MPU speed question.

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metermannd

Joined Oct 25, 2020
178
I was looking at other Motorola 6800 family MPUs, curious to see if there was an 'off the shelf' equivalent of the SC44125 (customized 6800 with full-time A / D buses and the 6801 instruction set).

The 68HC11 has all the specific 6801 opcodes I would need (and which are not otherwise implemented on the 68HC05 or 6809).

I'm intrigued, but one thing: the HC11 clock speed is listed as 3MHz, while the SC44125 runs on a 1MHz clock.

Am I correct in assuming if I run the HC11 at its native 3MHz with the 6801 code, the code would end up running 3 times as fast?

It seems to be possible to tweak a PC to 'underclock' it to run at a lower speed, but has it been done with an 8-bit MPU?
 

BobaMosfet

Joined Jul 1, 2009
1,513
As long as you don't require time-dependency to be accurate, it will run at least 3 times faster. If you have code that is time dependent, it will need to be altered. Or, you can try running the MPU at 1Mhz external clock crystal and see what happens. It doesn't know how fast you're running it, the external clock is its reference. So long as it can do any housekeeping it needs to do in the time-frame and execute anything you want, it should work at 1MHz.
 

dl324

Joined Mar 30, 2015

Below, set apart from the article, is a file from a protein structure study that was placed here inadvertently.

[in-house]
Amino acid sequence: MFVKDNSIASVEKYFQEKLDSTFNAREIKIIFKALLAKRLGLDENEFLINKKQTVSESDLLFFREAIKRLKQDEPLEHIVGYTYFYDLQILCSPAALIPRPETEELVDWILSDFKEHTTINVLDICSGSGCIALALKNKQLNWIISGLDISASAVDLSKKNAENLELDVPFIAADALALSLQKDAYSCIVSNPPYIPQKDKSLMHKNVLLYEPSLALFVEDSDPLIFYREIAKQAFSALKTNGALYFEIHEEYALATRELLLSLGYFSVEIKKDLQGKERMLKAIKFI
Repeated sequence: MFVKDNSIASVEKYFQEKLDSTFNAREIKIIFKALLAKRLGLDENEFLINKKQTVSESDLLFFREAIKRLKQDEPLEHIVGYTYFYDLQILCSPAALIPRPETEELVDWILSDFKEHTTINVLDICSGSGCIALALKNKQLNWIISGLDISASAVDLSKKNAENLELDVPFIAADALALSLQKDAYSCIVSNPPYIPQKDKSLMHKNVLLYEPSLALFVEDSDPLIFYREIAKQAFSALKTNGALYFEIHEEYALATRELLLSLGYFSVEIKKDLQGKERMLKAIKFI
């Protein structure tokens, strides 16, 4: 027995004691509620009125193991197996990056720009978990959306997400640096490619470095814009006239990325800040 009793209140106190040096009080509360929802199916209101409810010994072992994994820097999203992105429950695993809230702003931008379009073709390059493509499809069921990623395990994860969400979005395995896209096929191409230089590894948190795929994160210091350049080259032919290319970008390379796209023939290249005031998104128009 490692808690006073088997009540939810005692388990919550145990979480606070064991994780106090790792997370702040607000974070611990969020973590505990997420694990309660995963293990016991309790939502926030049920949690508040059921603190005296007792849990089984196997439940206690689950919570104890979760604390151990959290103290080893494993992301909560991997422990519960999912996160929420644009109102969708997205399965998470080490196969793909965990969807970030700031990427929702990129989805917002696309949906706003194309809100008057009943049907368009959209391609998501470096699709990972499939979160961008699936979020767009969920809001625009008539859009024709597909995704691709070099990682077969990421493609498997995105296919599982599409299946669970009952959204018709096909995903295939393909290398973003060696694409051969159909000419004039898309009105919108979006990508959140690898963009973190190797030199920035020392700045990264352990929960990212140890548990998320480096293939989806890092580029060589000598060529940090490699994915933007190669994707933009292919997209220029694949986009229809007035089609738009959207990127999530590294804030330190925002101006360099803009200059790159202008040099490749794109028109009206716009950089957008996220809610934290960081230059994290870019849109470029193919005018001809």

12,681
Am I correct in assuming if I run the HC11 at its native 3MHz with the 6801 code, the code would end up running 3 times as fast?
Not necessarily. Architecture can have a significant impact on how long it takes an instruction to complete or whether a microprocessor can work on multiple instructions at the "same" time. Clock frequency comparisons are only valid between very similar architectures. You couldn't even do it with different versions of Pentium II because they always added features to make an existing architecture faster (e.g. more cache memory).
 

BobaMosfet

Joined Jul 1, 2009
1,513
Not necessarily. Architecture can have a significant impact on how long it takes an instruction to complete or whether a microprocessor can work on multiple instructions at the "same" time. Clock frequency comparisons are only valid between very similar architectures. You couldn't even do it with different versions of Pentium II because they always added features to make an existing architecture faster (e.g. more cache memory).
ooo_o0_ooo
 
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